Author(s): Gregory Votolato
Love or despise them, our attitude to cars is contradictory: our attachment to and revulsion of automobiles arises in equal measure across the world and throughout history. Our relationship with the car has always been intimately connected with design and this book examines this complex and persistent bond. If many people today feel that our connection with cars is a vice, how then does this manifest itself in the design of the cars we buy or use? This book shows how and why the automobile has evolved since the late nineteenth century, becoming an object of unparalleled popular desire as well as the problem child of the modern world. Over the past century the internal combustion engine, the lightweight steam engine and the electric motor proved their value to industry and commerce by powering tractors, pickup trucks and delivery vans, while supporting civic order and public service in police vehicles and ambulances. Yet it was the private passenger car that became the most glamorous product of the industrial age, serving psychological, social and economic functions well beyond its utility as a means of transportation.Car introduces the automotive design process, exploring engineering innovation and stagnation, mass-production and aesthetic obsolescence, branded styling and genuine artistry. Including insights from designers, manufacturers and drivers themselves and tracing the lifecycle of the automobile from the drawing board to the scrapyard, Car evaluates the environmental impact of the world's current one billion cars and rising. It offers fascinating insights into the ways our attachments to cars may develop in light of environmental pressures, emerging technologies and changing lifestyles.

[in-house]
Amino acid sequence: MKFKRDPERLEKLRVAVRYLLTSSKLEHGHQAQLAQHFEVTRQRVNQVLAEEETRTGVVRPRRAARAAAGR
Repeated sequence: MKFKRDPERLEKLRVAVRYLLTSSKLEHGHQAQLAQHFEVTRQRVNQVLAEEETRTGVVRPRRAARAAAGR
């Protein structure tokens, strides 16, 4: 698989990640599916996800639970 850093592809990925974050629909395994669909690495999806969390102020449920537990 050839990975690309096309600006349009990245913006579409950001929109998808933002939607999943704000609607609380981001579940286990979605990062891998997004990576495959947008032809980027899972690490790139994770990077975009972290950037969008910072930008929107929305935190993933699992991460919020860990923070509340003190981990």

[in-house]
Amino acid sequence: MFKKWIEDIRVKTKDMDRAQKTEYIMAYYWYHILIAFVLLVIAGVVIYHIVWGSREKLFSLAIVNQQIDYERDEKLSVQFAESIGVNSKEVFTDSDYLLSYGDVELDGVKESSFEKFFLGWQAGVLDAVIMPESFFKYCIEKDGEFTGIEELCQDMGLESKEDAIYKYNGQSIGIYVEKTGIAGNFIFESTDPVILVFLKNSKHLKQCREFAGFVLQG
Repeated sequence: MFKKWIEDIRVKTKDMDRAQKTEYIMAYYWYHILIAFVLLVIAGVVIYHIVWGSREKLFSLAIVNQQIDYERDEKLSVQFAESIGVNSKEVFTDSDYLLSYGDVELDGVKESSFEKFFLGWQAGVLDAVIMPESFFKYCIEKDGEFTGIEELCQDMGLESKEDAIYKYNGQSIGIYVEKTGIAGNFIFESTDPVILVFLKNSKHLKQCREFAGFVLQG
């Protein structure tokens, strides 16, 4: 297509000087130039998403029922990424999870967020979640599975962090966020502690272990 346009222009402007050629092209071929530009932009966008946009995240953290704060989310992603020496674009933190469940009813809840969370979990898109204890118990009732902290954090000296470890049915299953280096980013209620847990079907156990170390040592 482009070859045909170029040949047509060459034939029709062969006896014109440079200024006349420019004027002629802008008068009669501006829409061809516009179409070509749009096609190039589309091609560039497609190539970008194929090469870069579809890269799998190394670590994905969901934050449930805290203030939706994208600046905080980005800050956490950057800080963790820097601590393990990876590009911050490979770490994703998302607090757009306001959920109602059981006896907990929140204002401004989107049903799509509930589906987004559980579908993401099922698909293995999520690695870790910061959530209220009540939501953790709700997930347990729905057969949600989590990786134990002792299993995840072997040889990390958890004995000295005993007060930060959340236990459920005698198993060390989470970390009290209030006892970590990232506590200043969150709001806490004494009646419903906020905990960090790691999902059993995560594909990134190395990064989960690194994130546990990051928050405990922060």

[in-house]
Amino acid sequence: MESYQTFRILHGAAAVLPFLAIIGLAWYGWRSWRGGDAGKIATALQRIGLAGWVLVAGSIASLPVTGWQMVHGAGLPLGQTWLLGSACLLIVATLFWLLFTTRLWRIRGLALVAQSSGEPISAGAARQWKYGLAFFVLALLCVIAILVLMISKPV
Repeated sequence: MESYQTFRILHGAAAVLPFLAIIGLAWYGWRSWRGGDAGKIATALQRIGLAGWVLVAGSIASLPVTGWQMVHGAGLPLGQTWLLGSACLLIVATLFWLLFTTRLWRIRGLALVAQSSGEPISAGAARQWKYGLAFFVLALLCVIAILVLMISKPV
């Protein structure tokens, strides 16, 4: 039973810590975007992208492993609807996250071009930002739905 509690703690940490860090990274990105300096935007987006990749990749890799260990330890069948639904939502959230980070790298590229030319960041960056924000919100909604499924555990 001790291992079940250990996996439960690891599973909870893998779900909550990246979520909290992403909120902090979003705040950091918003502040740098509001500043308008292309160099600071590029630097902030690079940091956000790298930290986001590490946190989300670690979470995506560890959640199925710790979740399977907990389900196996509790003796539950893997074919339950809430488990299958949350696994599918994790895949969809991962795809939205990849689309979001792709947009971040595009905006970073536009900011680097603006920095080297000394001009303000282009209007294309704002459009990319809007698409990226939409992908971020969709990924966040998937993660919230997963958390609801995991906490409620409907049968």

Gregory Votolato is a Lecturer at the Victoria & Albert Museum and teaches on the Critical and Historical Studies Vehicle Design Programme at the Royal College of Art, London. He is the author of Transport Design: A Travel History (Reaktion, 2007) and Ship (Reaktion, 2011).